Legacy Mortgage, Inc. v. Title Guaranty Escrow Services, Inc. et al

Filing 47

ORDER ADOPTING IN PART AND MODIFYING IN PART FINDINGS AND RECOMMENDATION REGARDING AWARD OF ATTORNEYS' FEES re 45 - Signed by JUDGE J. MICHAEL SEABRIGHT on 5/10/13. "As set forth above, the Court ADOPTS in part and MOD IFIES in part the F&R for a total award of attorneys' fees of $6,375.00." (emt, )CERTIFICATE OF SERVICEParticipants registered to receive electronic notifications received this document electronically at the e-mail address listed on the Notice of Electronic Filing (NEF). Participants not registered to receive electronic notifications were served by first class mail on the date of this docket entry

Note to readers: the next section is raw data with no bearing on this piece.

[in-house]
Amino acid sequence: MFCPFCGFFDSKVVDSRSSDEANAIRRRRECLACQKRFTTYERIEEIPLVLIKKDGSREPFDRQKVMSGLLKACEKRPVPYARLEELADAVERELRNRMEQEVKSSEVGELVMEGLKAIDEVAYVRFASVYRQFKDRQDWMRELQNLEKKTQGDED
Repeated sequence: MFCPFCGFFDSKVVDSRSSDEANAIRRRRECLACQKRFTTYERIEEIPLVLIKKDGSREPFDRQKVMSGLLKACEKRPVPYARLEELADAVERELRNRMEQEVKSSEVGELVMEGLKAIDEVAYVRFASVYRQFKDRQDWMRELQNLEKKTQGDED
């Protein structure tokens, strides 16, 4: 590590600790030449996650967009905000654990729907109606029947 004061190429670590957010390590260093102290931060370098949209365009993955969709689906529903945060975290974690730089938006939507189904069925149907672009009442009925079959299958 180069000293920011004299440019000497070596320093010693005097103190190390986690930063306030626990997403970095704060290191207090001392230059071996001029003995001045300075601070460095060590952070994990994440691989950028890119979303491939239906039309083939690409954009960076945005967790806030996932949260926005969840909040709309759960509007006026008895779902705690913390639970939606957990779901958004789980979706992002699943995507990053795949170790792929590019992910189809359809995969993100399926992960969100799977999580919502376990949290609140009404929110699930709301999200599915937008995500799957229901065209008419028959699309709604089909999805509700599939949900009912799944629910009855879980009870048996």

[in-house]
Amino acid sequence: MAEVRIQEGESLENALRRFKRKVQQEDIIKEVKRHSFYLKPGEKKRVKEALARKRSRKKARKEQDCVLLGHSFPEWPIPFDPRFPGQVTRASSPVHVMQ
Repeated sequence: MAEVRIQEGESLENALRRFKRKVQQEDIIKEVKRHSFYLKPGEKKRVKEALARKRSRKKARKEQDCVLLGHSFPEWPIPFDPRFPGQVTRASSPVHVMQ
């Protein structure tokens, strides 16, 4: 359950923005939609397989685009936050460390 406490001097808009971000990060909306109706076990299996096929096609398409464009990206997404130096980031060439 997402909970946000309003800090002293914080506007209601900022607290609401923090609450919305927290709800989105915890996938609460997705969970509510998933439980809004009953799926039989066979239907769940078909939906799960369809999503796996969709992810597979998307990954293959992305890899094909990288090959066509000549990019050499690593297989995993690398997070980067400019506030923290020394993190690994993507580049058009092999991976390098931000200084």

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IN THE UNITED STATES DISTRICT COURT FOR THE DISTRICT OF HAWAII LEGACY MORTGAGE, INC., a Hawaii corporation, ) ) ) Plaintiff, ) ) vs. ) ) TITLE GUARANTY ESCROW ) SERVICES, INC., a Hawaii ) corporation, ) ) Defendant. ) _______________________________ ) CIV. NO. 11-00767 JMS-KSC ORDER ADOPTING IN PART AND MODIFYING IN PART FINDINGS AND RECOMMENDATION REGARDING AWARD OF ATTORNEYS’ FEES ORDER ADOPTING IN PART AND MODIFYING IN PART FINDINGS AND RECOMMENDATION REGARDING AWARD OF ATTORNEYS’ FEES I. INTRODUCTION On April 18, 2013, Plaintiff Legacy Mortgage, Inc. (“Plaintiff”) filed its Objection, Doc. No. 46, to the Magistrate Judge’s Findings and Recommendation Regarding Award of Attorneys’ Fees (“F&R”), recommending that Defendant Title Guaranty Escrow Services, Inc. (“Defendant”) be awarded attorneys’ fees of $6,525.00. Doc. No. 45, at 4. After careful consideration of the F&R, Objection, court record, and relevant legal authority, the F&R is ADOPTED in part and MODIFIED in part. II. PROCEDURAL BACKGROUND On January 4, 2013, Plaintiff filed a Motion to Stay this case pending the disposition of separate, but related, actions against Defendant and others in state court. Doc. No. 19. On February 4, 2013, Plaintiff filed a Motion for Voluntary Dismissal Without Prejudice, Doc. No. 24, a Motion for Extension of Time and/or Continuation of Trial Date, Doc. No. 22, and a Motion to Advance Hearings on Motions. Doc. No. 26. The Magistrate Judge granted the Motion to Advance and set all three pending Motions for a February 20, 2013 hearing. Doc. No. 30. On February 15, 2013, Plaintiff filed a Motion for Protective Order. Doc. No. 34. On March 12, 2013, the Magistrate Judge issued a Findings and Recommendation to Dismiss Action (“F&R to Dismiss”), denying the Motion for Protective Order and imposing the following conditions: (1) that Defendant be awarded reasonable attorneys’ fees; and (2) that Plaintiff serve a written response to Defendant’s request for production of documents. Doc. No. 38, F&R to Dismiss at 2. On April 2, 2013, this court adopted the F&R to Dismiss. Doc. No. 43. Meanwhile, on March 14, 2013, Defendant filed a Declaration of Leta H. Price Regarding Attorneys’ Fees, in which it sought $6,625.00 in attorneys’ fees. Doc. No. 40. On March 18, 2013, Plaintiff filed its Declaration of James J. 2 Stone Re Request for Attorneys’ Fees, Doc. No. 41, and on March 26, 2013, Defendant filed a Reply. Doc. No. 42. On April 4, 2013, the Magistrate Judge issued his F&R awarding attorneys’ fees of $6,525.00, Doc. No. 45, to which Plaintiff filed its Objection on April 18, 2013, Doc. No. 46. Pursuant to Local Rules 7.2(d) and 74.2, the court finds this matter suitable for disposition without a hearing. III. STANDARD OF REVIEW When a party objects to a magistrate judge’s findings or recommendations, the district court must review de novo those portions to which the objections are made and “may accept, reject, or modify, in whole or in part, the findings or recommendations made by the magistrate judge.” 28 U.S.C. § 636(b)(1); see also United States v. Raddatz, 447 U.S. 667, 673 (1980); United States v. Reyna-Tapia, 328 F.3d 1114, 1121 (9th Cir. 2003) (en banc) (“[T]he district judge must review the magistrate judge’s findings and recommendations de novo if objection is made, but not otherwise.”). Under a de novo standard, this court reviews “the matter anew, the same as if it had not been heard before, and as if no decision previously had been rendered.” Freeman v. DirecTV, Inc., 457 F.3d 1001, 1004 (9th Cir. 2006); United States v. Silverman, 861 F.2d 571, 576 (9th Cir. 1988). The district court need not 3 hold a de novo hearing; however, it is the court’s obligation to arrive at its own independent conclusion about those portions of the magistrate judge’s findings or recommendation to which a party objects. United States v. Remsing, 874 F.2d 614, 616 (9th Cir. 1989). IV. ANALYSIS Plaintiff asserts the following objections: (1) Defendant is not entitled to an award of attorneys’ fees because it is not a prevailing party; (2) the Magistrate Judge erred by recommending fees for work performed after Plaintiff filed its Motion to Dismiss; (3) the Magistrate Judge erred by recommending fees for work that can be used in the state court actions; and (4) fees were recommended for 1.2 hours that should be deemed clerical. The court will address these objections in turn. A. Defendant Is Not a Prevailing Party District courts have broad discretion to impose an award of attorneys’ fees as a condition for dismissing an action without prejudice. See Fed. R. Civ. P. 41(a)(2) (providing that “an action may be dismissed at the plaintiff’s request only by court order, on terms that the court considers proper”); see also Smith v. Lenches, 263 F.3d 972, 978 (9th Cir. 2001) (reviewing district court’s decision regarding an award of attorneys’ fees and costs relating to federal law suit 4 voluntarily dismissed for abuse of discretion); Westlands Water Dist. v. United States, 100 F.3d 94, 96 (9th Cir. 1996) (remanding for determination whether fees and costs should be imposed as a condition of dismissal without prejudice, and noting that pursuant to Rule 41(a)(2) the court may impose “any terms and conditions [it] deems proper” when granting voluntary dismissal). Because the award of attorneys’ fees in an order dismissing without prejudice is discretionary and not based upon legal authority reserving such awards for prevailing parties, Plaintiff’s objection is without merit. B. Fees for Work Done after Motion to Dismiss Was Filed Plaintiff contends that Ninth Circuit precedent precludes an award of attorneys’ fees for work done after a Motion to Dismiss is filed and therefore, Defendant should not have received attorneys’ fees for work done after February 4, 2013. Plaintiff is mistaken1 and his reliance on Westlands is not persuasive. Rather than support his contention, Westlands encourages the use of discretion in determining whether an award of fees should include work that may not have been necessary prior to dismissal. Westlands, 100 F.3d at 98 (suggesting on remand to the district court that it determine whether a denial of fees would be appropriate for 1 Plaintiff primarily relies on a 2004 unpublished decision from the Ninth Circuit Court of Appeals, which is neither precedential nor citable, see 9th Cir. R. 36-3. 5 work on defendants’ summary judgment motion, filed several weeks after plaintiff’s motion for voluntary dismissal). Ninth Circuit precedent does not preclude, but rather, encourages the court to use discretion based on facts specific to each case when determining both whether and to what extent to award attorneys’ fees. Here, upon de novo review, the court concludes that an award is appropriate where Defendant incurred fees responding to Plaintiff’s motions and not in connection with any later-filed dispositive motion of its own. C. Fees for Work That Cannot Be Used in Future Litigation The F&R to Dismiss specified that attorneys’ fees would only be awarded “for the work undertaken in this case that cannot be used in future litigation[.]” Doc. No. 38, F&R to Dismiss ¶ 2. Plaintiff contends that because the claims in this action and the state court action are the same, all work performed in connection with this case can be used in future litigation. The court disagrees. Defendant’s counsel represented that “[a]ll services [for which fees are requested] cannot be used in the state litigation. For example, legal research on Lanham Act, state trademark infringement, and [Plaintiff’s] other claims as well as services relating to the production of documents have been excluded.” Doc. No. 40, Decl. of Leta H. Price ¶ 5. After careful review of counsel’s declaration, the 6 descriptions of services rendered, and the court docket, this court agrees with the Magistrate Judge that: the hours expended were on tasks that cannot be used in the state court litigation or future litigation. No litigation on the merits occurred in this case that would overlap with the state court action. Rather, the time expended by Ms. Price is this case related to the non-substantive motions filed by Plaintiff. Doc. No. 45, F&R at 3. D. Clerical Work Finally, Plaintiff contends that an additional 1.2 hours should be deducted as clerical. Generally, “clerical or ministerial costs are part of an attorneys’ overhead and are reflected in the charged hourly rate.” Jeremiah B. v. Dep’t of Educ., 2010 WL 346454, at *5 (D. Haw. Jan. 29, 2010) (citing Sheffer v. Experian Info. Solutions, Inc., 290 F. Supp. 2d 538, 549 (E.D. Pa. 2003)). Tasks deemed clerical and not compensable in this district have included: reviewing Court-generated notices; scheduling dates and deadlines; calendering dates and deadlines; notifying a client of dates and deadlines; preparing documents for filing with the Court; filing documents with the Court; informing a client that a document has been filed; personally delivering documents; bates stamping and other labeling of documents; maintaining and pulling files; copying, printing, and scanning documents; receiving, downloading, and emailing documents; and communicating with Court staff. 7 Haw. Motorsports Inv., Inc. v. Clayton Grp. Servs., 2010 WL 4974867, at *5 (D. Haw. Dec. 1, 2010), adopted by Haw. Motorsports Inv., Inc. v. Clayton Grp. Servs., 2010 WL 5395669 (D. Haw. Dec. 22, 2010); see also, e.g., Yamada v. Weaver, 2012 WL 6019363, at *10 (D. Haw. Aug. 30, 2012), adopted in pertinent part by Yamada v. Weaver, 2012 WL 6019121 (D. Haw. Nov 30, 2012) (deeming clerical work completed on table of authorities). Plaintiff contends that the following entries, not already deducted by the Magistrate Judge, are clerical: 1. 3/12/2013 Review of USDC Memo 0.1 hrs 2. 7/2/2012 Review USDC email 0.1 hrs 3. 8/23/2012 Review USDC letter and Notice of Election form 0.1 hrs 4. 10/19/2012 Review Notice of Case Reassignment 0.1 hrs 5. 3/8/2013 Review USDC email notification 0.1 hrs 6. 3/19/2012 Review Rule 16 Scheduling Conference Minutes 0.2 hrs 7. 3/19/2012 Calendar discovery and trial dates 0.2 hrs 8. 3/19/2012 Attend Rule 16 Scheduling Conf. 0.3 hrs This court concurs that entries numbered 1, 2, 4, 5, and 7 are clerical; but entries numbered 3, 6, and 8 are not clerical. Thus, a total of 0.6 additional 8 hours, or $150.00, will be deducted as clerical. V. CONCLUSION As set forth above, the Court ADOPTS in part and MODIFIES in part the F&R for a total award of attorneys’ fees of $6,375.00. IT IS SO ORDERED. DATED: Honolulu, Hawaii, May 10, 2013. /s/ J. Michael Seabright _____________________________ J. Michael Seabright United States District Judge Legacy Mortg., Inc. v. Title Guar. Escrow Servs., Inc., Civ. No. 11-00767 JMS-KSC, Order Adopting in Part and Modifying in Part Findings and Recommendation Regarding Award of Attorneys’ Fees 9